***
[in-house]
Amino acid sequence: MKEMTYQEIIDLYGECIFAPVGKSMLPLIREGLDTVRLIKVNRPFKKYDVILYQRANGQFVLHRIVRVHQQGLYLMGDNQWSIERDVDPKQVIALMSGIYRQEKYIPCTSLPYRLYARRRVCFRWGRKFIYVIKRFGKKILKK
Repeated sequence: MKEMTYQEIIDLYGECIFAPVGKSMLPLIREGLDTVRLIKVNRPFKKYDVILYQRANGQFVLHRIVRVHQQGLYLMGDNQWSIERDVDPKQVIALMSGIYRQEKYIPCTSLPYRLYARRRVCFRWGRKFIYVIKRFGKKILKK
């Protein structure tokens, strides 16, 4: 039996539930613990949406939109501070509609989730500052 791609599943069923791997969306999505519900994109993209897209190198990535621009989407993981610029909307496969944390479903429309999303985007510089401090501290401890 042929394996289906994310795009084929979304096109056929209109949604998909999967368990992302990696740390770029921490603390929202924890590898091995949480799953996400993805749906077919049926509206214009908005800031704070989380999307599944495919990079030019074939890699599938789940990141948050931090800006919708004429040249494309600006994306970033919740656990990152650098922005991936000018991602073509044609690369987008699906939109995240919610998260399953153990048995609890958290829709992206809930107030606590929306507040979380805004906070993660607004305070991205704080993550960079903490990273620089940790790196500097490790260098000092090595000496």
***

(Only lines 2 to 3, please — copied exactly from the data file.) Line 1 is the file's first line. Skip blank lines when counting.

Amino acid sequence: MKEMTYQEIIDLYGECIFAPVGKSMLPLIREGLDTVRLIKVNRPFKKYDVILYQRANGQFVLHRIVRVHQQGLYLMGDNQWSIERDVDPKQVIALMSGIYRQEKYIPCTSLPYRLYARRRVCFRWGRKFIYVIKRFGKKILKK
Repeated sequence: MKEMTYQEIIDLYGECIFAPVGKSMLPLIREGLDTVRLIKVNRPFKKYDVILYQRANGQFVLHRIVRVHQQGLYLMGDNQWSIERDVDPKQVIALMSGIYRQEKYIPCTSLPYRLYARRRVCFRWGRKFIYVIKRFGKKILKK